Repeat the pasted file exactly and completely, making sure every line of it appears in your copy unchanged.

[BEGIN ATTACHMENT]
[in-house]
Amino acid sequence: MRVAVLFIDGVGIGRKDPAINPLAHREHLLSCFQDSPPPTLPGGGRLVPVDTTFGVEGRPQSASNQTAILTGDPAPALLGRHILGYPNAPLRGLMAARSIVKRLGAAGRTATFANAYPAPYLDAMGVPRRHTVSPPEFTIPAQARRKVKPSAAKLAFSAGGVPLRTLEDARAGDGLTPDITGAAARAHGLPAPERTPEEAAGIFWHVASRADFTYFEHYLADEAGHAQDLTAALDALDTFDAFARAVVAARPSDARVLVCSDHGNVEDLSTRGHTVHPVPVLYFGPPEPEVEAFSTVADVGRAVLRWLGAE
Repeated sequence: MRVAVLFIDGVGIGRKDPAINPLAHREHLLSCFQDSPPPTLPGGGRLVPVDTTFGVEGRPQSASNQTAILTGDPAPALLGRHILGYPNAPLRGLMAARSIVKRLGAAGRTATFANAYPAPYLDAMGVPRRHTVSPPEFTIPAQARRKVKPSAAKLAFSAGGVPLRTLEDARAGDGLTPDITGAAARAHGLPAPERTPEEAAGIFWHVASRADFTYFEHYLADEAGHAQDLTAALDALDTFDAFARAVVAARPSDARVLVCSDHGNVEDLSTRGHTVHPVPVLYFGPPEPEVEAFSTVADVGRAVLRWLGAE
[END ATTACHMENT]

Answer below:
[in-house]
Amino acid sequence: MRVAVLFIDGVGIGRKDPAINPLAHREHLLSCFQDSPPPTLPGGGRLVPVDTTFGVEGRPQSASNQTAILTGDPAPALLGRHILGYPNAPLRGLMAARSIVKRLGAAGRTATFANAYPAPYLDAMGVPRRHTVSPPEFTIPAQARRKVKPSAAKLAFSAGGVPLRTLEDARAGDGLTPDITGAAARAHGLPAPERTPEEAAGIFWHVASRADFTYFEHYLADEAGHAQDLTAALDALDTFDAFARAVVAARPSDARVLVCSDHGNVEDLSTRGHTVHPVPVLYFGPPEPEVEAFSTVADVGRAVLRWLGAE
Repeated sequence: MRVAVLFIDGVGIGRKDPAINPLAHREHLLSCFQDSPPPTLPGGGRLVPVDTTFGVEGRPQSASNQTAILTGDPAPALLGRHILGYPNAPLRGLMAARSIVKRLGAAGRTATFANAYPAPYLDAMGVPRRHTVSPPEFTIPAQARRKVKPSAAKLAFSAGGVPLRTLEDARAGDGLTPDITGAAARAHGLPAPERTPEEAAGIFWHVASRADFTYFEHYLADEAGHAQDLTAALDALDTFDAFARAVVAARPSDARVLVCSDHGNVEDLSTRGHTVHPVPVLYFGPPEPEVEAFSTVADVGRAVLRWLGAE